A question that someone posted on Reddit got me thinking:
I remember this rule, and it got me thinking, so I responded. Then, remembering how fickle the internet can be sometimes, I realized that there was a very good possibility that what I had written would disappear into the void. So here it is:
This was the standard rule in our house, and I plan on doing it with our kids too.
The way that my mother described it was that if we were at school we wouldn't be allowed to play video games or watch TV, so we couldn't do it while we were home during school time either. On the other hand, we were allowed to read whatever books we wanted - but they had to be books, not comics - because we would be reading in school.
I do remember feeling a personal sense of triumph when I successfully argued that I should be allowed to watch He-Man at lunchtime, because my normal schedule was to come home for lunch and watch it.
The upshot of it was that we learned that if we were going to stay home from school, it wasn't going to be a fun time. If we were genuinely sick, then it didn't matter that we couldn't play video games or watch tv, we were too busy throwing up or sleeping.
Other rules that seemed to make no sense but ended up being awesome:
- Homework had to be done by Saturday night. - While this was initially a religious thing (no work on the sabbath), and it was a giant pain for us because none of our friends did any homework until Sunday, it took away all of that Sunday night anxiety of rushing to get projects done/finish reading/write essays. It made Sunday's really relaxing, and meant that we could always watch whatever movie was playing on the Wonderful World of Disney.
- Sugar-free Tuesday and "Two cookies each": It is what it sounds like. No sugary treats on Tuesday. Worse thing ever: Halloween on a Monday or a Tuesday. Gah. The two cookie rule was also what it sounds like - we could have two cookies for dessert, no more. No amount of begging, pleading or attempted trickery would get us any additional dessert. These rules helped establish a respect for snacks and desserts - they were something special, they weren't good for you, and we had to share.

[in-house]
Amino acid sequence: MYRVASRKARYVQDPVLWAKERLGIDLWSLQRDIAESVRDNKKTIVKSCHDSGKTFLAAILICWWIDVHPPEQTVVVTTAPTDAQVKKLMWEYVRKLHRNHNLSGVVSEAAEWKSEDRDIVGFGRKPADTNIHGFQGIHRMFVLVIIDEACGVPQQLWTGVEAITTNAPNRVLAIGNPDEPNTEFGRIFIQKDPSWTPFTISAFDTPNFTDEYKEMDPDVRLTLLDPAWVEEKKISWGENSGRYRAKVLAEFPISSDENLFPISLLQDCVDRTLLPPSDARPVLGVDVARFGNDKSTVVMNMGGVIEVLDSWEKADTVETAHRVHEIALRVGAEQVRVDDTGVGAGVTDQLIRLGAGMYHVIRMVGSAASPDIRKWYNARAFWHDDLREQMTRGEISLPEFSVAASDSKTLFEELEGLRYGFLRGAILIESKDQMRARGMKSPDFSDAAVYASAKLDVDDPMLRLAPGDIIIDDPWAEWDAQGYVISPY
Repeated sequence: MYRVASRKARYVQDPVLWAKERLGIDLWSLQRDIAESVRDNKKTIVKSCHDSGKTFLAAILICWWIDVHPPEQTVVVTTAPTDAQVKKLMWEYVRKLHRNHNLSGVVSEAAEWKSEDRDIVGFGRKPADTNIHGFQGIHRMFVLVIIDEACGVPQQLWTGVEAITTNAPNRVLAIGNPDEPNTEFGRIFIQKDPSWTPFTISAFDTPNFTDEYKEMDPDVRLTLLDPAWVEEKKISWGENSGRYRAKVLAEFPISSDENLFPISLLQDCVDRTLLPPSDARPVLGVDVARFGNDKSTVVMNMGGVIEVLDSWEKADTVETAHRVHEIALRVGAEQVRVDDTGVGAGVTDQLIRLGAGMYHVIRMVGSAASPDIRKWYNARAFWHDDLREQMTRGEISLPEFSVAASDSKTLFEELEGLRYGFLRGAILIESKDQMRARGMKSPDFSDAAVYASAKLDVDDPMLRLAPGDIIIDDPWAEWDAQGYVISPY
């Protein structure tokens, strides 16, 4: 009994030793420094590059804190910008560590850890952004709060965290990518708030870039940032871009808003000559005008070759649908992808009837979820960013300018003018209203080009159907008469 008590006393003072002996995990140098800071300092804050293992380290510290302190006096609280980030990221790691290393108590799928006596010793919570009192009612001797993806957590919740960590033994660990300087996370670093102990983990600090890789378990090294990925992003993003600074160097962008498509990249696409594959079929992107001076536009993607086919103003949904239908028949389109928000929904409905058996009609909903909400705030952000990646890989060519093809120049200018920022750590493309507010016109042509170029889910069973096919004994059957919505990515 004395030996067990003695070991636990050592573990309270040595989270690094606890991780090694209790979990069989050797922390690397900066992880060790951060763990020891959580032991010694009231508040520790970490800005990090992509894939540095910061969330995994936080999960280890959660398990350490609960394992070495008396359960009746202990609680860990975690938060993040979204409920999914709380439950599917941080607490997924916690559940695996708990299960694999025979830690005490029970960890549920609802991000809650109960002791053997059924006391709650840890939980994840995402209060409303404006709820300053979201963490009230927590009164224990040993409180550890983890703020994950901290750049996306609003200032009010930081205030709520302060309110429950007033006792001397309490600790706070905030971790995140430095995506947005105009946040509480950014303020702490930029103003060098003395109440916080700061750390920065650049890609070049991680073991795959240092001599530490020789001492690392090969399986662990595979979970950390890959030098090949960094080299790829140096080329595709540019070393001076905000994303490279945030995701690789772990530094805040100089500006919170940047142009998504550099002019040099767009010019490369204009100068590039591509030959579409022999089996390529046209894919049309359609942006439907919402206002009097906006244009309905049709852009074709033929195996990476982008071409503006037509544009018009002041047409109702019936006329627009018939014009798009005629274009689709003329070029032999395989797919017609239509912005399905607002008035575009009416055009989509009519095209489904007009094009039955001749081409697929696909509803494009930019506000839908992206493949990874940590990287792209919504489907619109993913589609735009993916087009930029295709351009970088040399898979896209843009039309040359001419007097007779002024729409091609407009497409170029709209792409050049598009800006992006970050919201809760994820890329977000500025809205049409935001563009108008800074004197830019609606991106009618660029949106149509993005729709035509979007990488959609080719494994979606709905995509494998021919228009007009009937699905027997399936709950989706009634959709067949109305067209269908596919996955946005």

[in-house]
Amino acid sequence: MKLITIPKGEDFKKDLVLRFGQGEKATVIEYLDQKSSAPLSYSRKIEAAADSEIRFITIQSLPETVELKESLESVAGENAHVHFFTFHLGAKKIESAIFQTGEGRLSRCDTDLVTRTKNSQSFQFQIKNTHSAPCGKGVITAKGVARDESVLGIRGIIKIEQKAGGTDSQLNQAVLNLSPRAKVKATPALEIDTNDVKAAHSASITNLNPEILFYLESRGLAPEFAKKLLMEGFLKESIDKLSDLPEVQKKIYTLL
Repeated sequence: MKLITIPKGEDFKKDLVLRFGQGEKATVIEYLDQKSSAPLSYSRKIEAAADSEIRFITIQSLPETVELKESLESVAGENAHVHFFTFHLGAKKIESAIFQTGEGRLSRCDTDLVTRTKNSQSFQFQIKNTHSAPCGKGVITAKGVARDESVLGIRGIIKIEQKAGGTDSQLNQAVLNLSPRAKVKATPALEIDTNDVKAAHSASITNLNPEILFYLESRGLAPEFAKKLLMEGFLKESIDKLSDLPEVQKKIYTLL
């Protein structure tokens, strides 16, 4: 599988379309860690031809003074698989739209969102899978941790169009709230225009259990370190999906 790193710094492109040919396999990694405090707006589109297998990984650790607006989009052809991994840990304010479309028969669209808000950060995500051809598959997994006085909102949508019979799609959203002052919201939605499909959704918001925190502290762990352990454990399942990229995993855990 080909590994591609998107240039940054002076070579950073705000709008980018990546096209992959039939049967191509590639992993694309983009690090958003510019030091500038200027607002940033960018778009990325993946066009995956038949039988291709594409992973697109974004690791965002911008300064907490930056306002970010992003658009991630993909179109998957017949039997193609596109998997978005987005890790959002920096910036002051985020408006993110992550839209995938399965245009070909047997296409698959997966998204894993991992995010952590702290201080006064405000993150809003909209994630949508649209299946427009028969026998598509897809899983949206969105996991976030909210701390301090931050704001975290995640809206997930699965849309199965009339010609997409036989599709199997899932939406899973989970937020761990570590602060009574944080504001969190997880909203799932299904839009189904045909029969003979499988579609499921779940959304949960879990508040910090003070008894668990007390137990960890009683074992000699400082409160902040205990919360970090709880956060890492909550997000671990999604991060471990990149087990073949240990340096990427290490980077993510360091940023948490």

- Birthday parties only happen on even-numbered birthdays - I should clarify that by this I mean only birthday parties with friends. On odd numbered birthdays, we would get a party but only with family. We were sad about the lost opportunity for additional presents, but having just attended my niece's sixth birthday party with something like 20 five to seven year olds (there may have only been six of them, but they sure sounded like three times that many), I completely understand the logic behind this now. Also, if we only invite a few kids (oh, we also had a maximum of like three friends at our parties), then that means that the parents of only three kids are probably inviting us to their parties - that alone probably saved my parents HUNDREDS of dollars in birthday presents.
- No computer on Sunday - man, I nearly forgot about this one somehow. We didn't have an Atari or a Nintendo, we had a C64, and it rocked. But we weren't allowed to use it on Sundays. This forced us to play with other kids (gasp - real human interaction!) and even got us outside (horror of horrors). Man, I hated that rule, but it did help keep us active and build social skills. Not that it's kept any of us from spending all our lives staring at screens now that we're adults, but we at least have happy memories.
I don't know your situation, or your parents' motivations, but generally speaking all parents want what is best for their kids. I'm guessing that your parents were more interested in making sure that you weren't just faking sick to stay home or to keep you from thinking that being sick meant all-day play time. Plus, despite all appearances, our parents had things that they had to do during the day when we were at school. Staying home to take care of a genuinely sick child is one thing, staying home to watch a child that just doesn't want to be in school is a whole different ball game.
Judging from your comment history, I can see that video games and personal electronics mean a lot to you. And by "a lot", I mean it looks like every reddit you've ever posted to/commented on is a gaming related one. Is it possible that your intense love of gaming is somehow colouring your perspective?
No offence meant, but I'm willing to bet that a lot of the crazy messed up stupid rules that our parents had for us growing up will make a lot of sense looking back on them. Also, you could just ask your mom why she did that. It's a great conversation starter, and helped me relate to and view my parents in a whole new way.
TL;DR - Parents usually have your best interests at heart, give them the benefit of the doubt and you'll find out some pretty surprising things.
Upshot of the story, be nice to your parents. They were doing the best that the could with you, and face it, you were probably a little turd when you were a kid.